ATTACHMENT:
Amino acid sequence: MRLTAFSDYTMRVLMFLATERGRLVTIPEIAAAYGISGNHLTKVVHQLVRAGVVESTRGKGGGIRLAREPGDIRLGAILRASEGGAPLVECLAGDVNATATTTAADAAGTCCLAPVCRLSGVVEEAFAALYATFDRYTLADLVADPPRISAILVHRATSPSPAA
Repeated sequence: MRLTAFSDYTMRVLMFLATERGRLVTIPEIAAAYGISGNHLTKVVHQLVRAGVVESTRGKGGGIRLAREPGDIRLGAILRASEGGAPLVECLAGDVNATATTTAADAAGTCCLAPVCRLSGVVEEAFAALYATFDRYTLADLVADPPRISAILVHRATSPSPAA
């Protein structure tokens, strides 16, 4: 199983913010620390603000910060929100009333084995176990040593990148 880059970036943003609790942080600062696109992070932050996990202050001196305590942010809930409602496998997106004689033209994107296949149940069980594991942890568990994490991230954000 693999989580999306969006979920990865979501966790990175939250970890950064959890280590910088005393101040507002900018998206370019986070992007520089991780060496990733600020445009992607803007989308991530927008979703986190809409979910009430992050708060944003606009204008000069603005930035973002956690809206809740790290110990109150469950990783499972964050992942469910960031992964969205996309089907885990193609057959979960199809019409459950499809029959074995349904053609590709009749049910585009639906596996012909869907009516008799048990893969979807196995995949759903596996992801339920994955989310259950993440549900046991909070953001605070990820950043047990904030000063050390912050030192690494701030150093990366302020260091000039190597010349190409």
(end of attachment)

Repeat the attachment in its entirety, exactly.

Amino acid sequence: MRLTAFSDYTMRVLMFLATERGRLVTIPEIAAAYGISGNHLTKVVHQLVRAGVVESTRGKGGGIRLAREPGDIRLGAILRASEGGAPLVECLAGDVNATATTTAADAAGTCCLAPVCRLSGVVEEAFAALYATFDRYTLADLVADPPRISAILVHRATSPSPAA
Repeated sequence: MRLTAFSDYTMRVLMFLATERGRLVTIPEIAAAYGISGNHLTKVVHQLVRAGVVESTRGKGGGIRLAREPGDIRLGAILRASEGGAPLVECLAGDVNATATTTAADAAGTCCLAPVCRLSGVVEEAFAALYATFDRYTLADLVADPPRISAILVHRATSPSPAA
């Protein structure tokens, strides 16, 4: 199983913010620390603000910060929100009333084995176990040593990148 880059970036943003609790942080600062696109992070932050996990202050001196305590942010809930409602496998997106004689033209994107296949149940069980594991942890568990994490991230954000 693999989580999306969006979920990865979501966790990175939250970890950064959890280590910088005393101040507002900018998206370019986070992007520089991780060496990733600020445009992607803007989308991530927008979703986190809409979910009430992050708060944003606009204008000069603005930035973002956690809206809740790290110990109150469950990783499972964050992942469910960031992964969205996309089907885990193609057959979960199809019409459950499809029959074995349904053609590709009749049910585009639906596996012909869907009516008799048990893969979807196995995949759903596996992801339920994955989310259950993440549900046991909070953001605070990820950043047990904030000063050390912050030192690494701030150093990366302020260091000039190597010349190409």